\(\alpha \)
-MST. Let *P* be a set of points in the plane and let
\(0 < \alpha \le 2\pi \)
be an angle. An
\(\alpha \)
-ST of *P* is a spanning tree of the complete Euclidean graph induced by *P*, with the additional property that for each point
\(p \in P\)
, the smallest angle around *p* containing all the edges adjacent to *p* is at most
\(\alpha \)
. An
\(\alpha \)
-MST of *P* is then an
\(\alpha \)
-ST of *P* of minimum weight, where the weight of an
\(\alpha \)
-ST is the sum of the lengths of its edges. For
\(\alpha < \pi /3\)
, an
\(\alpha \)
-ST does not always exist, and, for
\(\alpha \ge \pi /3\)
, it always exists (Ackerman et al. in Comput Geom Theory Appl 46(3):213–218, 2013; Aichholzer et al. in Comput Geom Theory Appl 46(1):17–28, 2013; Carmi et al. in Comput Geom Theory Appl 44(9):477–485, 2011). In this paper, we study the problem of computing an
\(\alpha \)
-MST for several common values of
\(\alpha \)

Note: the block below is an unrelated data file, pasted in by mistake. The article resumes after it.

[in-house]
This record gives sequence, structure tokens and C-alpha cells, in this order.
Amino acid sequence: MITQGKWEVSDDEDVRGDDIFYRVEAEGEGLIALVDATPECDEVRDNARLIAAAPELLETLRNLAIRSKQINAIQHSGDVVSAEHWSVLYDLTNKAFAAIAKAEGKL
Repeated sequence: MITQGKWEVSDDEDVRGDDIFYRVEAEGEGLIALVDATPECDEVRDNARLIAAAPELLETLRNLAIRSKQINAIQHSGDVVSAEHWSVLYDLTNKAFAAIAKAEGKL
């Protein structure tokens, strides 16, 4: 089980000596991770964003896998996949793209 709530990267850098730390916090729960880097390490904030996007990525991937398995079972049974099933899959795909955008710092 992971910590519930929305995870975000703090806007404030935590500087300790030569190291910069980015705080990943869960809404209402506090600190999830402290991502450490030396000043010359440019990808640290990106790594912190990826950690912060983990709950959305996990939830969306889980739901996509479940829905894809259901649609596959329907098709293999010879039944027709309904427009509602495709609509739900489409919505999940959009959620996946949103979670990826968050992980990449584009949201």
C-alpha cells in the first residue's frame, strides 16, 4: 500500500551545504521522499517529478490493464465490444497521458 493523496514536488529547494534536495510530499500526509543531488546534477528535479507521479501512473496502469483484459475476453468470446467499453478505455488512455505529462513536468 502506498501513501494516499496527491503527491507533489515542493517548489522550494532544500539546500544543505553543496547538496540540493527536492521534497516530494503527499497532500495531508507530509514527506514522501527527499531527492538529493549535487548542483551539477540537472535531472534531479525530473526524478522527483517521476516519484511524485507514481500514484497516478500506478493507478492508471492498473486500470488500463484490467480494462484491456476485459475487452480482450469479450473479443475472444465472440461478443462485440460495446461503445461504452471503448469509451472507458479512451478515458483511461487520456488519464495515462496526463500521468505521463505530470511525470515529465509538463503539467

. Motivated by wireless networks, we formulate the problem in terms of directional antennas. With each point
\(p \in P\)
, we associate a wedge
\({\textsc {w}_{p}}\)
of angle
\(\alpha \)
and apex *p*. The goal is to assign an orientation and a radius
\(r_p\)
to each wedge
\({\textsc {w}_{p}}\)
, such that the resulting graph is connected and its MST is an
\(\alpha \)
-MST (we draw an edge between *p* and *q* if
\(p \in {\textsc {w}_{q}}\)
,
\(q \in {\textsc {w}_{p}}\)
, and
\(|pq| \le r_p, r_q\)
). We prove that the problem of computing an
\(\alpha \)
-MST is NP-hard, at least for
\(\alpha =\pi \)
and
\(\alpha =2\pi /3\)
, and present constant-factor approximation algorithms for
\(\alpha = \pi /2, 2\pi /3, \pi \)
. One of our major results is a surprising theorem for
\(\alpha = 2\pi /3\)
, which, besides being interesting from a geometric point of view, has important applications. For example, the theorem guarantees that given *any* set *P* of 3*n* points in the plane and *any* partitioning of the points into *n* triplets, one can orient the wedges of each triplet *independently*, such that the graph induced by *P* is connected. We apply the theorem to the *antenna conversion* problem and to the *orientation and power assignment* problem.